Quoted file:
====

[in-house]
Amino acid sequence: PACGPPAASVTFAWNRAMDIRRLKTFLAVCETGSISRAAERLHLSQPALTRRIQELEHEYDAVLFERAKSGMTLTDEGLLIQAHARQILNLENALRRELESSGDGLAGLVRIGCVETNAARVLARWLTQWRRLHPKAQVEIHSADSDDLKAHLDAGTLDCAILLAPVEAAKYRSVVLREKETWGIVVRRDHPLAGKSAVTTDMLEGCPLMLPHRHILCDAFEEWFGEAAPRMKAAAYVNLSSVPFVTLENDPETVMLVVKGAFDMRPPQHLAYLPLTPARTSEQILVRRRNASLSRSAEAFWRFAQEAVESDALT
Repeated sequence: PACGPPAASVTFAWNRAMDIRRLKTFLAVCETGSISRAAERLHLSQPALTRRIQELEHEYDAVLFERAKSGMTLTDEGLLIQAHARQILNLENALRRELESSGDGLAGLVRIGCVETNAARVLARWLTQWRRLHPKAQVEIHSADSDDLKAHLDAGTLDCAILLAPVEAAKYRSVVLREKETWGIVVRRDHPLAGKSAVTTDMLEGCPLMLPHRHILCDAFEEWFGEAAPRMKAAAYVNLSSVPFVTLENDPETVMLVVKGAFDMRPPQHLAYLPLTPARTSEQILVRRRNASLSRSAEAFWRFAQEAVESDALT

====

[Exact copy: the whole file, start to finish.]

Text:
[in-house]
Amino acid sequence: PACGPPAASVTFAWNRAMDIRRLKTFLAVCETGSISRAAERLHLSQPALTRRIQELEHEYDAVLFERAKSGMTLTDEGLLIQAHARQILNLENALRRELESSGDGLAGLVRIGCVETNAARVLARWLTQWRRLHPKAQVEIHSADSDDLKAHLDAGTLDCAILLAPVEAAKYRSVVLREKETWGIVVRRDHPLAGKSAVTTDMLEGCPLMLPHRHILCDAFEEWFGEAAPRMKAAAYVNLSSVPFVTLENDPETVMLVVKGAFDMRPPQHLAYLPLTPARTSEQILVRRRNASLSRSAEAFWRFAQEAVESDALT
Repeated sequence: PACGPPAASVTFAWNRAMDIRRLKTFLAVCETGSISRAAERLHLSQPALTRRIQELEHEYDAVLFERAKSGMTLTDEGLLIQAHARQILNLENALRRELESSGDGLAGLVRIGCVETNAARVLARWLTQWRRLHPKAQVEIHSADSDDLKAHLDAGTLDCAILLAPVEAAKYRSVVLREKETWGIVVRRDHPLAGKSAVTTDMLEGCPLMLPHRHILCDAFEEWFGEAAPRMKAAAYVNLSSVPFVTLENDPETVMLVVKGAFDMRPPQHLAYLPLTPARTSEQILVRRRNASLSRSAEAFWRFAQEAVESDALT